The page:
I tried lowering the framerate to better analyze the execution, the initial position of the two circles seems correct. They appear to be repulsed away instead of attracted, and what's even stranger, I see the change in position but total acceleration (this.acc) and gravitational acceleration variation (gravAccVec) have a value of 0 and don't change, and the heading of the gravity acceleration vector is null, so I don't understand what causes the repulsive motion. Changing the weight value doesn't impact the outcome, and even switching sine and cosine for the evaluation of the angle of the gravity vector doesn't change anything:

body1(x,y)  body2(x,y)
320,240     -192,-120
512,360     -704,-480
1216,840    -1920,-1320
3136,2160   -5056,-3480


To execute this code you'll need to import the p5.js library or paste it in the online p5.js IDE.

• Yes @uhoh, thank you for pointing this out, SO's community helped out with an issue that was present in the code, I edited it and understood that the problem is not an issue strictly inherent in code - it's probably more about mathematical representation of subjects more pertaining to this platform. – WildWilyWilly Nov 25 '20 at 12:45
• PS I edited my question in order for it to better respond to your request – WildWilyWilly Nov 25 '20 at 13:11
• +1 Okay great! I see the comments with the physics, thanks! Normally people will use MathJax but I think many people can read it as-is now. – uhoh Nov 25 '20 at 13:13

In the following line:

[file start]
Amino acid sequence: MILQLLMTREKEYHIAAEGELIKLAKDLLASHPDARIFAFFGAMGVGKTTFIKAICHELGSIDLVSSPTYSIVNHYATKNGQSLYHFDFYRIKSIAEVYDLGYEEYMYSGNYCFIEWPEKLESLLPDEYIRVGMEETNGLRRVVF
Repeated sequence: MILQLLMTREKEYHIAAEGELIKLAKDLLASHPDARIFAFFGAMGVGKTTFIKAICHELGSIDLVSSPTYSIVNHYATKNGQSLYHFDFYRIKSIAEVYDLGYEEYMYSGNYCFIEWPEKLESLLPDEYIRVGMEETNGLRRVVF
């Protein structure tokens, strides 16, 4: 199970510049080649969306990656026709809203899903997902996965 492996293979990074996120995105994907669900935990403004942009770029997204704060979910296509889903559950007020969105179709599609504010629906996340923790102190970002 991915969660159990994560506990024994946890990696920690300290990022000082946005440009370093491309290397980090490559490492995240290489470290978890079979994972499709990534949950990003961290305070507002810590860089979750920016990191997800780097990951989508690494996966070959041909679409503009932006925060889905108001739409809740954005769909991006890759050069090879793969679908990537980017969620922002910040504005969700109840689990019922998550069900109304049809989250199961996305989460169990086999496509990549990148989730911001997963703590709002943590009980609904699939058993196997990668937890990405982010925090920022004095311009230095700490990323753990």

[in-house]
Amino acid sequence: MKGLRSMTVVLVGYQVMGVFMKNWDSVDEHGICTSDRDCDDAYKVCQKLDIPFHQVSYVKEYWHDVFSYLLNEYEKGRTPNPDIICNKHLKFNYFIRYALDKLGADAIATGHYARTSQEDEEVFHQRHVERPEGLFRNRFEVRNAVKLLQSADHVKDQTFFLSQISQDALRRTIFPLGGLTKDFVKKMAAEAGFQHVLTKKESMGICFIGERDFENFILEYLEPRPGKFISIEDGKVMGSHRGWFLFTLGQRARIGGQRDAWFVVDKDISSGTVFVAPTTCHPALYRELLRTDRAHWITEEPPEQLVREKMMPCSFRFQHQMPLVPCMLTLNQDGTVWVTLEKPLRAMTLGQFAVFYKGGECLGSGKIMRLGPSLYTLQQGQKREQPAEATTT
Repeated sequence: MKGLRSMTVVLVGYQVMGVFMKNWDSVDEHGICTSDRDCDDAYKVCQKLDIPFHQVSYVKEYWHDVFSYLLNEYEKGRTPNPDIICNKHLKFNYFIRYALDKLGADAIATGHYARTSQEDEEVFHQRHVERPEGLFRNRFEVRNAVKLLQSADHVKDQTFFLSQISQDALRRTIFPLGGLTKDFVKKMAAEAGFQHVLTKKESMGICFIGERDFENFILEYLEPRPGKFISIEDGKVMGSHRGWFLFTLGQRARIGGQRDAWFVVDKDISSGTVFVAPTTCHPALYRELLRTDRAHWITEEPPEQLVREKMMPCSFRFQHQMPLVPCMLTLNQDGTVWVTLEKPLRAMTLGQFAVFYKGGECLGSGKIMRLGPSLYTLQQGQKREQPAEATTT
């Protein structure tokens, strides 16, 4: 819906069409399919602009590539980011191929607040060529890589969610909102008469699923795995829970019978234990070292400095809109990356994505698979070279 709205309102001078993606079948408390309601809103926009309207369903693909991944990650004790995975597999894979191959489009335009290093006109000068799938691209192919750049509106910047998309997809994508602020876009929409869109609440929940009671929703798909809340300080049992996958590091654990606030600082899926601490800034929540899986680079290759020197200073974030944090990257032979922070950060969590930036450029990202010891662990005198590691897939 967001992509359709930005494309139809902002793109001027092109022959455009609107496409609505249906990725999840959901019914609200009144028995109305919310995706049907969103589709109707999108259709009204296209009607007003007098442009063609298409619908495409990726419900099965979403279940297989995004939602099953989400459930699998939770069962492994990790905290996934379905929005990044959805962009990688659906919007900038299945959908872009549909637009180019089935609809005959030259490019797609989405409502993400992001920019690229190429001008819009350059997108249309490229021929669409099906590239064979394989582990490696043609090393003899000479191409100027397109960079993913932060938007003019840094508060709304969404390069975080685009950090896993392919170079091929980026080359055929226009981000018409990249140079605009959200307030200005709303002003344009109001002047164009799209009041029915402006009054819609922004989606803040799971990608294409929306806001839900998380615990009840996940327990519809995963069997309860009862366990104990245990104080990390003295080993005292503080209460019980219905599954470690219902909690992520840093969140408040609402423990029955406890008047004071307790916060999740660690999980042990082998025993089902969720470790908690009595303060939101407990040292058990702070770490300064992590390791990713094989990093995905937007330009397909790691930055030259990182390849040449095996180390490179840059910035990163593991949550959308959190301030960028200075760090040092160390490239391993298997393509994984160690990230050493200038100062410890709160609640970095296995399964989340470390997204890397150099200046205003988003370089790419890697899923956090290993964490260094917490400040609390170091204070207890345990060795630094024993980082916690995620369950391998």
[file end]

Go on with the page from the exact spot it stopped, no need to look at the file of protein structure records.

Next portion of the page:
gravHeading = createVector(otherBodyPosition.sub(this.pos)).heading();


otherBodyPosition.sub(this.pos) is already a Vector. When you try to createVector on that, you're putting a Vector in your Vector, and the .heading() method doesn't know how to resolve that, resulting in the value of gravHeading becoming NaN

So when later in, you have

gravAccVec = createVector(Math.cos(gravHeading), Math.sin(gravHeading));


It resolves to gravAccVec = createVector(NaN, NaN) and assigns the value of the Zero Vector.

As a result, neither the velocity nor the acceleration values of either body are being updated.

I'm not sure why the positions of your objects are being changed, since the objects are not experiencing relative velocity or acceleration.

That said, I do see in the line:

// this should represent the force in a = F/m (Newton's 2nd law)
gravForce = (this.weight * otherBodyWeight) / gravDistance;


You're having the gravitational force represented by an inverse-linear instead of an inverse-square relation. Did you intend it to be the following?

// this should represent the force in a = F/m (Newton's 2nd law)
gravForce = (this.weight * otherBodyWeight) / sq(gravDistance);

• while you're at it, do you think this is answerable as well? How to convert body coordinate from Sun reference frame to Earth reference frame? I can only read English, Math and Python, I've never been able to manage to learn even a little bit of any other languages :-) – uhoh Nov 25 '20 at 14:56
• The distance was already squared elsewhere, I see how that's not very clear at all, but my function was square, not linear (that's why I had marked it as gravDistance... me and my variable names). The first part of your answer was key anyway, thank you a lot. – WildWilyWilly Nov 26 '20 at 15:02